• High levels of irritability (impulsive aggression may be present during a manic phase)

Bipolar disorder unfortunately causes the highest percentage of serious impairment among all mood disorders, and when diagnosed with the more severe type of the illness, individuals often have distinct episodes in which they require intensive treatment and impaired function in the workplace.

What is the impact of Bipolar Disorder in the Workplace?

The type of bipolar disorder the individual is diagnosed with will determine the impact within the workplace.  Individuals with Bipolar Disorder often have the most significant impairment when experiencing an acute manic episode.  Individuals that have bipolar disorder cycle in and out of acute episodes.  In between these episodes, individuals may experience a return to their baseline with no or limited symptoms present.  However, during an episode an individual may need time away from work during a hospitalization until his symptoms are stabilized enough to allow him to function well in the workplace.

Mental illness tends to be stigmatized and judgements are often made about employees who need to take time away from work for treatment of a mental health condition.  But in reality, there is no difference in the need to take time off from work to allow your body to recover from the flu as there is from the need for an individual to take the time off work to recover from a manic or depressive episode.

Is Bipolar Disorder Real?

There is a common misperception that mental health disorders are not a real or are caused by personal weakness.  Research and scientific evidence has demonstrated that bipolar disorder creates significant changes in the brain and have a genetic link.  In fact, if an individual has a first-degree relative with bipolar disorder, they are ten times more likely to also have the disorder.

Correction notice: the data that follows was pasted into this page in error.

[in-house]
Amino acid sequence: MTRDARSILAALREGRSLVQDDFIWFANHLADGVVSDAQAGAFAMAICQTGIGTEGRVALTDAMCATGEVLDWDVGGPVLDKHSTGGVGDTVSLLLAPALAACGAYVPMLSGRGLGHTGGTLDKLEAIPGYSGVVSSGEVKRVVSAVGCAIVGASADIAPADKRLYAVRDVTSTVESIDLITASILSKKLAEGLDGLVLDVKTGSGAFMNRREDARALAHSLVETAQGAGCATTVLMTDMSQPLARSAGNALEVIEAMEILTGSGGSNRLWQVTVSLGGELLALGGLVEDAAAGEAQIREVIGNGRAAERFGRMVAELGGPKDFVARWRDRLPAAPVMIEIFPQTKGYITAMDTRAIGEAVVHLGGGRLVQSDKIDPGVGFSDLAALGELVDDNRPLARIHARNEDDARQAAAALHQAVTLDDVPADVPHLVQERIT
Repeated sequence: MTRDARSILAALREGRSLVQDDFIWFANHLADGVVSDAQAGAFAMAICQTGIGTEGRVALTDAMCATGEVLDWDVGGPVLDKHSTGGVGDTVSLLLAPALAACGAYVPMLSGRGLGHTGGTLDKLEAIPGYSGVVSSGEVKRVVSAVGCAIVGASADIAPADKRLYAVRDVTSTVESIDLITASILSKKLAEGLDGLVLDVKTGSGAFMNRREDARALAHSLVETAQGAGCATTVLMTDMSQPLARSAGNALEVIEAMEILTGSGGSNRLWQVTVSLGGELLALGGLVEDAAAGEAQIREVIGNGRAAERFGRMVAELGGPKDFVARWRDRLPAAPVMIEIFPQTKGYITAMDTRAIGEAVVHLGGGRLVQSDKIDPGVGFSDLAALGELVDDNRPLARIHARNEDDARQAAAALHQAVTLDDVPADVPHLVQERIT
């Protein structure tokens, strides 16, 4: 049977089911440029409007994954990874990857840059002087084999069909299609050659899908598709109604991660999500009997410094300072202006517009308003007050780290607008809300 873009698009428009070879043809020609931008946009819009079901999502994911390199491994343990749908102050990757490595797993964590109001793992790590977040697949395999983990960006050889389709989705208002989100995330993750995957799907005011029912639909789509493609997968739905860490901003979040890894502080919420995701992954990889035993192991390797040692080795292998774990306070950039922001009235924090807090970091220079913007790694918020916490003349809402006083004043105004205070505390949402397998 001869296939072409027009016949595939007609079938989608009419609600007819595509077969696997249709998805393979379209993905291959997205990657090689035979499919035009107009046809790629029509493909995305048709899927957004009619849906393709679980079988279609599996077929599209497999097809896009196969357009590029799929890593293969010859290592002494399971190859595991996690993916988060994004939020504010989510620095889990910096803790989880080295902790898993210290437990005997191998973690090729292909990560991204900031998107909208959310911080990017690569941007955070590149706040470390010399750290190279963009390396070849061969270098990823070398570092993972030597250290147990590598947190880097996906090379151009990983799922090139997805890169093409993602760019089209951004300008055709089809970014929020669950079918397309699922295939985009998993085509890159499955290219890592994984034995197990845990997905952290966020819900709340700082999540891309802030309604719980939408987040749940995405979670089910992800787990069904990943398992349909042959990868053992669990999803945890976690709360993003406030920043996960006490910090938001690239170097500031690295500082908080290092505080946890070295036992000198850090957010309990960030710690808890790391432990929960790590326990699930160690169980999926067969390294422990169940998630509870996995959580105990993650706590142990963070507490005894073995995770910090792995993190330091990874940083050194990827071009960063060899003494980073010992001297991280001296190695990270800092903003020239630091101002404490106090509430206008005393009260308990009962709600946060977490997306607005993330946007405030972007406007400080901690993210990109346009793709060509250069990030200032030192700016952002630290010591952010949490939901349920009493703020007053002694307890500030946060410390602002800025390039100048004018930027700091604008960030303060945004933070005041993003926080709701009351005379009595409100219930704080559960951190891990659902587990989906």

It is extremely important for individuals with symptoms to be properly diagnosed and to receive treatment under the care of a medical professional, as bipolar disorder is associated with significant life-threatening risk.  It is estimated that 1 in 5 individuals with bipolar disorder complete suicide and individuals with bipolar disorder are estimated to have a 9.2 year reduction in life expectancy as a result of co-occurring medical conditions and increased risk of suicide.

How can Employers Create Opportunities for Success for Employees with Bipolar?

Despite the impairments that bipolar disorder may cause an individual, make no mistake: these individuals can be a true asset to any organization, similar to any employee who does not have the bipolar diagnosis.  Agencies will benefit from understanding how to support individuals with bipolar disorder and creating opportunities for employees to perform at their highest potential. 

  • Ensure all supervisors, managers and human resources staff are educated on the symptoms of bipolar disorder.
  • Learn to recognize the warning signs that an employee is struggling and provide support and guidance to help them access treatment options.
  • Engage in the Reasonable Accommodation process after a request for accommodation has been made.
  • Encourage and support employees in accessing EAP and appropriate mental health services.
  • Implement programs through HR or EAP that promote mental wellness and stress reduction.

Join FELTG for a webinar on Managing & Supporting the Employee with Bipolar Disorder, June 20. Info@FELTG.com

 

[Looking for Bill’s No. One favorite f-word? Look no further. It’s “forgiveness.” Accept apologies and move on. Life’s too short to be offended about things all the time.]